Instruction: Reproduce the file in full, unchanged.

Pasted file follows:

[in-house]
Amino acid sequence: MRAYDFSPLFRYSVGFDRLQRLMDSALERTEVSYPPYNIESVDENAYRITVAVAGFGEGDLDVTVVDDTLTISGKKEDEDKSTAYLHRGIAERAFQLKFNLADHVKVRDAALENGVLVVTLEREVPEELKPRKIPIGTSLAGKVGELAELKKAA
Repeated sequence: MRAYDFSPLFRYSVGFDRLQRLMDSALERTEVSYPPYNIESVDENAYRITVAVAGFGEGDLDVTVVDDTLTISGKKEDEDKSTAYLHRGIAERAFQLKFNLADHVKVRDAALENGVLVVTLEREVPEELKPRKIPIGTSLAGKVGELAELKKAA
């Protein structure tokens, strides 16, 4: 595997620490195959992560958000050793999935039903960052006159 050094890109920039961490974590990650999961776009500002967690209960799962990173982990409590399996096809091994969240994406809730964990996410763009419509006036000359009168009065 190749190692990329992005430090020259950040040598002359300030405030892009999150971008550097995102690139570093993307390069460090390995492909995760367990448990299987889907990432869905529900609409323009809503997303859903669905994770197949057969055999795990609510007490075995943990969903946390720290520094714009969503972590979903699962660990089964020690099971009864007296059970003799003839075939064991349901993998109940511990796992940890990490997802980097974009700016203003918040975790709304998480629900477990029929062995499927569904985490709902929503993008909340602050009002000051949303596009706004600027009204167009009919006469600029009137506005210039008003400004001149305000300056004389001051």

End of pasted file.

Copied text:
[in-house]
Amino acid sequence: MRAYDFSPLFRYSVGFDRLQRLMDSALERTEVSYPPYNIESVDENAYRITVAVAGFGEGDLDVTVVDDTLTISGKKEDEDKSTAYLHRGIAERAFQLKFNLADHVKVRDAALENGVLVVTLEREVPEELKPRKIPIGTSLAGKVGELAELKKAA
Repeated sequence: MRAYDFSPLFRYSVGFDRLQRLMDSALERTEVSYPPYNIESVDENAYRITVAVAGFGEGDLDVTVVDDTLTISGKKEDEDKSTAYLHRGIAERAFQLKFNLADHVKVRDAALENGVLVVTLEREVPEELKPRKIPIGTSLAGKVGELAELKKAA
């Protein structure tokens, strides 16, 4: 595997620490195959992560958000050793999935039903960052006159 050094890109920039961490974590990650999961776009500002967690209960799962990173982990409590399996096809091994969240994406809730964990996410763009419509006036000359009168009065 190749190692990329992005430090020259950040040598002359300030405030892009999150971008550097995102690139570093993307390069460090390995492909995760367990448990299987889907990432869905529900609409323009809503997303859903669905994770197949057969055999795990609510007490075995943990969903946390720290520094714009969503972590979903699962660990089964020690099971009864007296059970003799003839075939064991349901993998109940511990796992940890990490997802980097974009700016203003918040975790709304998480629900477990029929062995499927569904985490709902929503993008909340602050009002000051949303596009706004600027009204167009009919006469600029009137506005210039008003400004001149305000300056004389001051």